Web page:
Eyes of Ligeia
A Fever Which Would Cling To Thee Forever
2/1/2007 - Review by: Etiam
Eyes of Ligeia - A Fever Which Would Cling To Thee Forever - 2006 - Paragon Records
One such group is Eyes of Ligeia. They been lurking on the outskirts of this movement for some years now, tweaking their style from album to album to better express their bleak, occultist liturgies. In the past, these have included the usual references to Lovecraft, Crowley, and Poe (consider the name of the group, after all) but also an unexpected nod towards John Dryden. For this fourth full-length, ‘A Fever Which Would Cling To Thee Forever’ main songwriter Dante brought on three additional members, and their support lends Eyes of Ligeia considerable density and punch.
Dante’s style of songwriting tends to be quite long and filled with persistent, recurring melodies, but at no point can this album be considered either ‘epic’ or ‘accessible’, even by black metal standards. The stylistic approach is simply too unconventional for either: too droning to be majestic, too wandering to be catchy. Some songs even alter their volume, dropping a few notches and forcing the listener to turn up the dial to hear what happens (which turns out to be dark ambience and gnawing vocalizations).
To indulge for a moment: one might almost see Dante as a Gollum figure, reaching into the waters of his underground lakes, seizing these melodies like fish from below. He pulls them up, convulsing, to the surface, where he appraises and ravages their bodies before and tossing the bones aside to go in search of others. ‘A Fever…’ does not suffer from this unpredictability, though, by any means. On the contrary, an undercurrent of consistent momentum keep us attuned to its progress, and it is simply too vile to tune out.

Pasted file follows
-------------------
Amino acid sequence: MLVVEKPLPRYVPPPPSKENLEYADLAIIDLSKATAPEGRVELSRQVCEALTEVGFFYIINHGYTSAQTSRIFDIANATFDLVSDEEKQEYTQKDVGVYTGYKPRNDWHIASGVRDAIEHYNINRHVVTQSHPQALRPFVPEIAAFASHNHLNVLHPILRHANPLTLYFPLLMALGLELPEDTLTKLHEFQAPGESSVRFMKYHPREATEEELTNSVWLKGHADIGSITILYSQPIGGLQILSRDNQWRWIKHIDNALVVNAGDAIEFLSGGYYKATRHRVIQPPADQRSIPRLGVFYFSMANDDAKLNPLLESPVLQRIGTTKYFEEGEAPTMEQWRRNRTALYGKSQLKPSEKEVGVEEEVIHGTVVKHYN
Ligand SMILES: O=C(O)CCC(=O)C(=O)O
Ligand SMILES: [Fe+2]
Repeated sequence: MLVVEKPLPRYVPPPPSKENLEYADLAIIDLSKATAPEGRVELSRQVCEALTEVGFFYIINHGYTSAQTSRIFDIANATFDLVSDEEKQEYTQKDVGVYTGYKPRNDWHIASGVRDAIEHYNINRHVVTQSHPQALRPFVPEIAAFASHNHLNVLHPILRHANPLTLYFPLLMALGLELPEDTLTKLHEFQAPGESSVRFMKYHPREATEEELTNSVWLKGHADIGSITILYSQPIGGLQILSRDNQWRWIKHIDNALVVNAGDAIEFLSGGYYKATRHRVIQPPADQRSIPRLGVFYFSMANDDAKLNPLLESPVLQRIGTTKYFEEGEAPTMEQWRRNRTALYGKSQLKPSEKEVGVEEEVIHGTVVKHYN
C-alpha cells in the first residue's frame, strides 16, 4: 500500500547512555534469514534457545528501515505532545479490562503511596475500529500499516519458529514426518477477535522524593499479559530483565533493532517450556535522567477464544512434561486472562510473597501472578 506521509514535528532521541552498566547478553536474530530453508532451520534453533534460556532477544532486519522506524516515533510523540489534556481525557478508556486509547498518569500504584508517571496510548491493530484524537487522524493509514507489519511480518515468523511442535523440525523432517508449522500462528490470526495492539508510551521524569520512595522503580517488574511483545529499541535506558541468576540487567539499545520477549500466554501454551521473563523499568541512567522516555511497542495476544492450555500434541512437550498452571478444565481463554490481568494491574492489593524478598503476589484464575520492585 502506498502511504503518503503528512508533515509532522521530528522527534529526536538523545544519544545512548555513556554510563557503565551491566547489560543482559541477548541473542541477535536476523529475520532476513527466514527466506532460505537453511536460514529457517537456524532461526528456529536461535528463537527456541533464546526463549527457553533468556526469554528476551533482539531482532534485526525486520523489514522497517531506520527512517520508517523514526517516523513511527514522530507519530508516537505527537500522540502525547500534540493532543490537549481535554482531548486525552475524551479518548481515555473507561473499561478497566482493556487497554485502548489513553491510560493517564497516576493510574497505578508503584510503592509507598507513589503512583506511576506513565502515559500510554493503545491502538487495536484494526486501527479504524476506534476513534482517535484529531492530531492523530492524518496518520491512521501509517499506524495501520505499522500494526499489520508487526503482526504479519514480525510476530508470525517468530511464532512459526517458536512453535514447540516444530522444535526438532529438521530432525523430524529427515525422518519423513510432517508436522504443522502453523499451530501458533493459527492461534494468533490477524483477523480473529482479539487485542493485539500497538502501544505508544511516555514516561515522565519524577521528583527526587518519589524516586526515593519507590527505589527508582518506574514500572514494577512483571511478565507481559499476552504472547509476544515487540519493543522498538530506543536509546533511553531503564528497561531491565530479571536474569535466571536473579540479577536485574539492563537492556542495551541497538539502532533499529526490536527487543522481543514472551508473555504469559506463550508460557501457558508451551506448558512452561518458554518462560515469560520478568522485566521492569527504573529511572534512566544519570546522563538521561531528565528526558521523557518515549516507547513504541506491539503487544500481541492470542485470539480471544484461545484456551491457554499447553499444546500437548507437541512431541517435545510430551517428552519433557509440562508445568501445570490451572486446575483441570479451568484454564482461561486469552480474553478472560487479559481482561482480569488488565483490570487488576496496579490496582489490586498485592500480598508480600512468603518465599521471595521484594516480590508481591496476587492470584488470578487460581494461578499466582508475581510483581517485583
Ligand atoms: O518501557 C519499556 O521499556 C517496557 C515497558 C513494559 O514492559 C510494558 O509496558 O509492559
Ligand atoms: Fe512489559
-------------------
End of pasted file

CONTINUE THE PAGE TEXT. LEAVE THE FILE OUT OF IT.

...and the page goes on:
The production, too, is unique, favoring a sonorous drum sound and prominent rhythm guitar that drowns out the already quiet vocals that rasp indecipherably in the distance (again, much like I imagine Gollum might). Initially, the sound of ‘A Fever…’ is disappointing, but subsequent listens reveal its subtleties and the vocal approach begins to make sense (though I suspect for some that with enough repeated listens it could again wear thin).
No single track can communicate the essence of this release, however long it may be (and long they are, at around 7:30 on average). Founded upon the abstract, subtle dissonance of this burgeoning American style, Eyes of Ligeia have crafted a starkly contrastive work that is as addictive as it is opaque.
At times comparable to the bewildering Ruins of Beverast or the implacable Vrolok, ‘A Fever…’ is an album that escapes description and must be heard to be understood. In what is one of its strongest assets, though, total comprehension will never be fully achieved.
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